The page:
Pointless Nonsense

Posted in video games by Bill on November 21, 2013

me2Mass Effect 2 is a big improvement over Mass Effect, which is surprising both because I enjoyed the first one quite a bit and because the games are very similar. But I’m liking the story just as much, the characters considerably more, and the gameplay is much improved. I’m enjoying this game way too much, so this goes on way too long.

It fixes a few of my gripes from the first game:

  • The galaxy map has a better interface. You don’t have to navigate through four layers of level of detail, only to forget the name of the place you wanted to go, then have to escape back out to look in your journal to refresh your memory. It’s all on a single map, and it’s annotated with quest info. And you can hit Esc from almost any screen to return to the ship. Definitely a big improvement.
  • Shopping is much better. In ME1, you had to have a conversation with a merchant, tell him you want to shop, sometimes say what kind of item you want (standard, non-human armor, etc), then you could buy stuff. And then if you wanted two different kinds of items, you had to escape out and start the conversation all over again. It looks like ME2 has no way to sell stuff, though, which is weird.

They changed some things in weird directions though:

  • You don’t seem to get experience for killing things. Just quests and completing interactions with people, I think. If you do get exp. for killing stuff, it’s unclear how much. At the end of a mission they just give you a bunch of it and tell you whether you leveled up or not.
  • You acquire weapons and armor but you can only equip them when you get to a weapon or armor changing station. And weapons don’t even display stats of any kind. I just get two paragraph descriptions of stuff, some of which say clearly that it is an improvement over some other specific model, but telling you weapon A is better than weapon B tells you nothing about whether to use weapon A or weapon C. They do give you stats for armor pieces, at least (but no summary of the stats for your whole armor, which is weird). And then one weapon totally lies. I’m actually using it, even though it says it can’t be used by a human.
  • When you’ve landed somewhere and then returned to your ship, you can no longer walk back out the airlock to the place you docked. This actually makes some story sense (you take a shuttle most places now) but is annoying that if you want to return you have to go through the docking animation all over again.
  • There is in general a lot less tinkering. The weapon and armor choices are much more limited, and you have a much narrower skill tree. You only get I think 6 skills total for your character and 5 for your teammates. And each level up grants 2 points to spend, but each level in a skill costs more (1 point for level 1, 2 points for level 2, etc), so lots of times you level up and don’t improve on anything, just saving your points for later.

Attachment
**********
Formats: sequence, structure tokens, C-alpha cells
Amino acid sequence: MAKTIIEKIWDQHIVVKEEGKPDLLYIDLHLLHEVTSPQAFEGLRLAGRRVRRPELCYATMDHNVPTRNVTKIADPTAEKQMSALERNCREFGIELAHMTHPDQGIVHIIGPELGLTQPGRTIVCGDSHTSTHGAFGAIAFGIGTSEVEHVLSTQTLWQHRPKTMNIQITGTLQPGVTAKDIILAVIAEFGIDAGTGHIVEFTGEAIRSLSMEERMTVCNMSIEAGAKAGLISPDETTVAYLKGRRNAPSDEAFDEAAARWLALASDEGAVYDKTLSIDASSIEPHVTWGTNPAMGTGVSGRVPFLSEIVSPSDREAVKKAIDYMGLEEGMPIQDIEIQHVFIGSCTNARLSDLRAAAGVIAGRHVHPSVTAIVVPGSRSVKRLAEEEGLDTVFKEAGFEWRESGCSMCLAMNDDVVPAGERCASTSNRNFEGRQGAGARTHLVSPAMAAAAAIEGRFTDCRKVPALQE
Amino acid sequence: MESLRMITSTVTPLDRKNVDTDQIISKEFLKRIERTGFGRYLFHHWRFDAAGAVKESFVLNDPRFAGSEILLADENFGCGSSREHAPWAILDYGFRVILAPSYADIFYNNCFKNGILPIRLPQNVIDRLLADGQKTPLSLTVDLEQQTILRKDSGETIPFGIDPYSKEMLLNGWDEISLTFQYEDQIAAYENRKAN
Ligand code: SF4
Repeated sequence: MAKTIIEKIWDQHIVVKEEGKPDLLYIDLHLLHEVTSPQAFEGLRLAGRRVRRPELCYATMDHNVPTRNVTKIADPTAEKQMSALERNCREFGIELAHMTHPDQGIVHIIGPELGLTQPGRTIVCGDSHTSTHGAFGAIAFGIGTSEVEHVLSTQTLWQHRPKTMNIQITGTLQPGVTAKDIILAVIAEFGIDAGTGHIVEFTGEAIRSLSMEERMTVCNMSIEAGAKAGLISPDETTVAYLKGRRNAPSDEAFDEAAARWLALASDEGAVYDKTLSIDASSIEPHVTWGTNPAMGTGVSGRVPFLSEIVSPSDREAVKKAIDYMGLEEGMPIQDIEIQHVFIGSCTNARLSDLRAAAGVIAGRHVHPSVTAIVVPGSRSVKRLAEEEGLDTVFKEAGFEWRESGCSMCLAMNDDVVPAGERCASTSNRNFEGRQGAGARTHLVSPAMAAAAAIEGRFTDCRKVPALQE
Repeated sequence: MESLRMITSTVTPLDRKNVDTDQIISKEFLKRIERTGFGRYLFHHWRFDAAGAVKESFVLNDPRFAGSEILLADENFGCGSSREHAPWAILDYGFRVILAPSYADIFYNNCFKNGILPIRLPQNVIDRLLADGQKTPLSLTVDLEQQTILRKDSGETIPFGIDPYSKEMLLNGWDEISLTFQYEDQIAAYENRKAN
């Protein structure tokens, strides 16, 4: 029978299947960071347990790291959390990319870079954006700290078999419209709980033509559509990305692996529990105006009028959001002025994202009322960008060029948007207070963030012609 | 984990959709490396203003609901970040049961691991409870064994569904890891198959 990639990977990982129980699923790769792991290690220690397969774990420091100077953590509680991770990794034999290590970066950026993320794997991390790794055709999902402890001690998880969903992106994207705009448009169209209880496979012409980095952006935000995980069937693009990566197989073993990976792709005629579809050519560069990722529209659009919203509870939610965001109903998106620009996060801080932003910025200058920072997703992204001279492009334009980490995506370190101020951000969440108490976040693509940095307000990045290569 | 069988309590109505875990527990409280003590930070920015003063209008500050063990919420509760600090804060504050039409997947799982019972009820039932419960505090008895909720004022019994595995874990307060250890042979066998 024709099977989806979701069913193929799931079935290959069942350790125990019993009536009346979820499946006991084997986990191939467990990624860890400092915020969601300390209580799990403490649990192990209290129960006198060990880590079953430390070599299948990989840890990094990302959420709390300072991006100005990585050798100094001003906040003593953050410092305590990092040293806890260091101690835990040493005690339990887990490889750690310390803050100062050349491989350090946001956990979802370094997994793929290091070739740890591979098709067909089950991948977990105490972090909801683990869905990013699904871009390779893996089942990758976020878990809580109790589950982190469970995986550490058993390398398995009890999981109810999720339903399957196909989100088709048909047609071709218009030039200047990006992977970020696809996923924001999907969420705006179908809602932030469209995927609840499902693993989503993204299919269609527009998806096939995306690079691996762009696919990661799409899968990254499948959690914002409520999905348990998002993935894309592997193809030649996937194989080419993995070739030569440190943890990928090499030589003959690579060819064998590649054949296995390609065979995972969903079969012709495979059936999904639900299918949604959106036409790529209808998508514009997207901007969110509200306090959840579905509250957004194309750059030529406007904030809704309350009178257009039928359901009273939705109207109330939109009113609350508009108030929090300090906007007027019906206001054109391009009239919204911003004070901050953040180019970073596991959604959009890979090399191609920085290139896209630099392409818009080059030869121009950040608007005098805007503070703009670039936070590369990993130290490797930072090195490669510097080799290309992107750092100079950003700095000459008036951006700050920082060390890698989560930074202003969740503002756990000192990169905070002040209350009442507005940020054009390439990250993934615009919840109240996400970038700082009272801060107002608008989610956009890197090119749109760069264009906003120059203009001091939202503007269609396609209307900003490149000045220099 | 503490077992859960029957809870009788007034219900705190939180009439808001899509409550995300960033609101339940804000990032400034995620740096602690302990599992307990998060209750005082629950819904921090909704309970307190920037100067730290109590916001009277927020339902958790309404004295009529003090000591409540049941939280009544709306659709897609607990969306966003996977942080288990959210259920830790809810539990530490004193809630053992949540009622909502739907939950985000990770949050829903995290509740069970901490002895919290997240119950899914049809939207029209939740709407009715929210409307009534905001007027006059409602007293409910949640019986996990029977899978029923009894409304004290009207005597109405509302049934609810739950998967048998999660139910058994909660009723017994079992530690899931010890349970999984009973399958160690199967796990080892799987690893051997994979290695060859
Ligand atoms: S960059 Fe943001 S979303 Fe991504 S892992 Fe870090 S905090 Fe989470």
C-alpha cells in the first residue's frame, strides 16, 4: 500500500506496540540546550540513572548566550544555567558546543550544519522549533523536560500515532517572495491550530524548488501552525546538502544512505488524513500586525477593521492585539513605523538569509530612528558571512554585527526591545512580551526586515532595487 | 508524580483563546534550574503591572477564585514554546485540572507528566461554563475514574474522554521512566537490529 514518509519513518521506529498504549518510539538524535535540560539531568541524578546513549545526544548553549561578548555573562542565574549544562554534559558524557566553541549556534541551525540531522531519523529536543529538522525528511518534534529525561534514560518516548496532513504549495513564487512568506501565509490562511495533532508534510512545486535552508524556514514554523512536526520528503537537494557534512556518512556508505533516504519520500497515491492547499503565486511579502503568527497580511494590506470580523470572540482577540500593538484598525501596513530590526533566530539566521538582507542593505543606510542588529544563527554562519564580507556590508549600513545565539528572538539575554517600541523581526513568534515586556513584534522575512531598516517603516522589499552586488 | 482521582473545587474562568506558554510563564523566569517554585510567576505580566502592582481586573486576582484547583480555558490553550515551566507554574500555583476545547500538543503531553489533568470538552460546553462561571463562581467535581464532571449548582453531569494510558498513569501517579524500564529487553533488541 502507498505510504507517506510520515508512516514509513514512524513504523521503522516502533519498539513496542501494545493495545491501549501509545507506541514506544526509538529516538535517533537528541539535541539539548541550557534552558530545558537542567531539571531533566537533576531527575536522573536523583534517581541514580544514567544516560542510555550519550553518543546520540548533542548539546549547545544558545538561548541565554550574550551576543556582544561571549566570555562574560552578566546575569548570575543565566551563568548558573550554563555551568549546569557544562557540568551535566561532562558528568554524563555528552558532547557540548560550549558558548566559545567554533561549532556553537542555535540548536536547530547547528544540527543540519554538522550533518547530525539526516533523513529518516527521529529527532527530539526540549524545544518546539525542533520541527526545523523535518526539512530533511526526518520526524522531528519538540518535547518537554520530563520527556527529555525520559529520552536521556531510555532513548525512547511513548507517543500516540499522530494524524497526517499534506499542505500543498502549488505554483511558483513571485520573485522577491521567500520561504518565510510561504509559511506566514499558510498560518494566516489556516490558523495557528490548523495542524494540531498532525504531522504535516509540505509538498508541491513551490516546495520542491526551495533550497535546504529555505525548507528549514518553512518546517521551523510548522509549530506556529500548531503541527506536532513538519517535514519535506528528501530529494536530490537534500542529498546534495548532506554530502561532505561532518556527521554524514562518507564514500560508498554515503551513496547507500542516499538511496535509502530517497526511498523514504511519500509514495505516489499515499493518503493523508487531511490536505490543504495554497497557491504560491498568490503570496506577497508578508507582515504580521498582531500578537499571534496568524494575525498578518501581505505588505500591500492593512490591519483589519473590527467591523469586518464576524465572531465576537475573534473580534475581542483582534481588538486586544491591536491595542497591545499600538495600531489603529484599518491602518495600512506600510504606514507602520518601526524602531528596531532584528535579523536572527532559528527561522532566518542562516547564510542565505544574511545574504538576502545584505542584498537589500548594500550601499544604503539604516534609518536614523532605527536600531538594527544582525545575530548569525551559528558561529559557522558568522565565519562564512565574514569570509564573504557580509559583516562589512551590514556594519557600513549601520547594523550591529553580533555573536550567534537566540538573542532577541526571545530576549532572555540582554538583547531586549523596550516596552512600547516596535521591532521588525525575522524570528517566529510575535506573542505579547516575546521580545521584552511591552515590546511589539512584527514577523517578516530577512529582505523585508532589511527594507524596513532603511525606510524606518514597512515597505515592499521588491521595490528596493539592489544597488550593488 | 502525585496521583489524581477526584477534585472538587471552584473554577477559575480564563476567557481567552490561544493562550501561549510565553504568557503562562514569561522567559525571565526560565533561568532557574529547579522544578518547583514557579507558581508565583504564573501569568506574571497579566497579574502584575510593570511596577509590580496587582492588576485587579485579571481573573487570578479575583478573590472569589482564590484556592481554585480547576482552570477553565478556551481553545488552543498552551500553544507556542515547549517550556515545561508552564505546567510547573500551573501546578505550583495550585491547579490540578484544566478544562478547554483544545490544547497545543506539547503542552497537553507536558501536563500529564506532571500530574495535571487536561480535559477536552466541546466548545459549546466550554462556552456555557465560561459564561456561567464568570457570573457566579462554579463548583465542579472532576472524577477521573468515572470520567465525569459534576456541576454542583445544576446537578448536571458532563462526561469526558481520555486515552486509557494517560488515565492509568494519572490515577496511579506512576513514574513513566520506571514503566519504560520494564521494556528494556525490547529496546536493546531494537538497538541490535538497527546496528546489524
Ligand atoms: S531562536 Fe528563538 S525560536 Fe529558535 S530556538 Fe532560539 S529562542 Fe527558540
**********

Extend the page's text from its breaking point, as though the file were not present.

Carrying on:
• There is an upgrade system where you acquire tech to research but you need raw materials to actually get the upgrade benefits. You get a little bit of the resources during missions, but the bulk comes from exploring planets and scanning them. It’s nice that the ME1 system of exploring planets and finding heavy metals and stuff now has a purpose beyond completing quests that are basically irrelevant, but the scanning process is incredibly tedious. Like not even a little bit enjoyable, you just hold the right mouse button and move the mouse around until a meter spikes and then you click the left button to launch a probe. And repeat over and over and over again. You don’t seem to get more than a few thousand from the richest deposits on a single probe launch, and upgrades can cost as much as 50,000. So you spend a lot of boring time doing this crap.

It’s just incredibly weird to have a game with RPG elements where you can’t sell the stuff you pick up and you get no experience for killing stuff.

Easily my biggest complaint is the way EA forced the handling of the “digital deluxe edition” on Steam. When you first launch the game, you’re shown three key codes to input. But there’s nowhere in the game to input them. And no real explanation of what to do with these keys. The actual process is to register an EA origin account, hunt around the website until you find the places* to enter them, then download a series of executables (I think there are like 10 total?) and run them. Then launch the game and log in with your EA Origin account. Annoyingly, I like the game enough that I’m considering picking up two more expansions (the Shadow Broker one and there’s a character I don’t have) which will mean using the stupid origin/”bioware social” page some more. Which will cost 1360 “bioware points” or something. I guess that’s $17, because 1.25 cents is a really intelligent currency unit to use. Even better, it doesn’t look like I can purchase 1360 in a single transaction. I can buy 560, 800, or 1600, with no bulk discount at all. So they are dickishly trying to get me to go “aw fuck it” and spend $3 extra so I don’t have to enter all my payment info twice. And there’s no way I’m paying extra because of their dirty tricks so I will let them waste my time like a bunch of assholes.

* – Yes places. Two of the keys are registered on one page, the third on another, which is why I got about 10 hours into the game before Geebs mentioned I might not have gotten all the stuff I should have and found the place to put the third key in to get what turned out to be the majority of the extra stuff from the deluxe edition.